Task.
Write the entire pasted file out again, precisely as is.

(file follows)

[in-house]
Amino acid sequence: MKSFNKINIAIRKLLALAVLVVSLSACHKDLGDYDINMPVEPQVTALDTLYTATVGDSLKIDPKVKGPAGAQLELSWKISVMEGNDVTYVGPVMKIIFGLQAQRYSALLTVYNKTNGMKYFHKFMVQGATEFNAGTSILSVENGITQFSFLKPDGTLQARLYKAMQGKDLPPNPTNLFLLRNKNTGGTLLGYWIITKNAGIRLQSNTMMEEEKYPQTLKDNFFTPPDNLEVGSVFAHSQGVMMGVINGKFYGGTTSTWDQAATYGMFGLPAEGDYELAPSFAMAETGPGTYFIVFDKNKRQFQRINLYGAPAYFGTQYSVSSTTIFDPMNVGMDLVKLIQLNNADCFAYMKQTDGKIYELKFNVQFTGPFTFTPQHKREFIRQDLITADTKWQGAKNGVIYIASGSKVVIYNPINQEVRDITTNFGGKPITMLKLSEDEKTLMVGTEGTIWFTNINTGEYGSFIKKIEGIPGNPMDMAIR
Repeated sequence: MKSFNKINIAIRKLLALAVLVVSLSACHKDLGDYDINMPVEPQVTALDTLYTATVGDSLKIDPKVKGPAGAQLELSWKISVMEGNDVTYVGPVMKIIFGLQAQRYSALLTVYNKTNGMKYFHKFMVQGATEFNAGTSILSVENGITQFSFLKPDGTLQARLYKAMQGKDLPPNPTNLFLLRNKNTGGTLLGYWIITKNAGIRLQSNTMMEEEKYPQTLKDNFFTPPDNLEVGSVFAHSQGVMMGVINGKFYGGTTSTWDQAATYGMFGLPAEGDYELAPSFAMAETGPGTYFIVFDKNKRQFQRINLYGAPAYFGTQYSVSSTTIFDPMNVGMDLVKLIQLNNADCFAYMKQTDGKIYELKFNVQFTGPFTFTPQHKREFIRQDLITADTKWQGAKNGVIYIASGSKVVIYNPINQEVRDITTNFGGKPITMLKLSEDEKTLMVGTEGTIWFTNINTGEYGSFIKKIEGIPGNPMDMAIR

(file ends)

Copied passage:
[in-house]
Amino acid sequence: MKSFNKINIAIRKLLALAVLVVSLSACHKDLGDYDINMPVEPQVTALDTLYTATVGDSLKIDPKVKGPAGAQLELSWKISVMEGNDVTYVGPVMKIIFGLQAQRYSALLTVYNKTNGMKYFHKFMVQGATEFNAGTSILSVENGITQFSFLKPDGTLQARLYKAMQGKDLPPNPTNLFLLRNKNTGGTLLGYWIITKNAGIRLQSNTMMEEEKYPQTLKDNFFTPPDNLEVGSVFAHSQGVMMGVINGKFYGGTTSTWDQAATYGMFGLPAEGDYELAPSFAMAETGPGTYFIVFDKNKRQFQRINLYGAPAYFGTQYSVSSTTIFDPMNVGMDLVKLIQLNNADCFAYMKQTDGKIYELKFNVQFTGPFTFTPQHKREFIRQDLITADTKWQGAKNGVIYIASGSKVVIYNPINQEVRDITTNFGGKPITMLKLSEDEKTLMVGTEGTIWFTNINTGEYGSFIKKIEGIPGNPMDMAIR
Repeated sequence: MKSFNKINIAIRKLLALAVLVVSLSACHKDLGDYDINMPVEPQVTALDTLYTATVGDSLKIDPKVKGPAGAQLELSWKISVMEGNDVTYVGPVMKIIFGLQAQRYSALLTVYNKTNGMKYFHKFMVQGATEFNAGTSILSVENGITQFSFLKPDGTLQARLYKAMQGKDLPPNPTNLFLLRNKNTGGTLLGYWIITKNAGIRLQSNTMMEEEKYPQTLKDNFFTPPDNLEVGSVFAHSQGVMMGVINGKFYGGTTSTWDQAATYGMFGLPAEGDYELAPSFAMAETGPGTYFIVFDKNKRQFQRINLYGAPAYFGTQYSVSSTTIFDPMNVGMDLVKLIQLNNADCFAYMKQTDGKIYELKFNVQFTGPFTFTPQHKREFIRQDLITADTKWQGAKNGVIYIASGSKVVIYNPINQEVRDITTNFGGKPITMLKLSEDEKTLMVGTEGTIWFTNINTGEYGSFIKKIEGIPGNPMDMAIR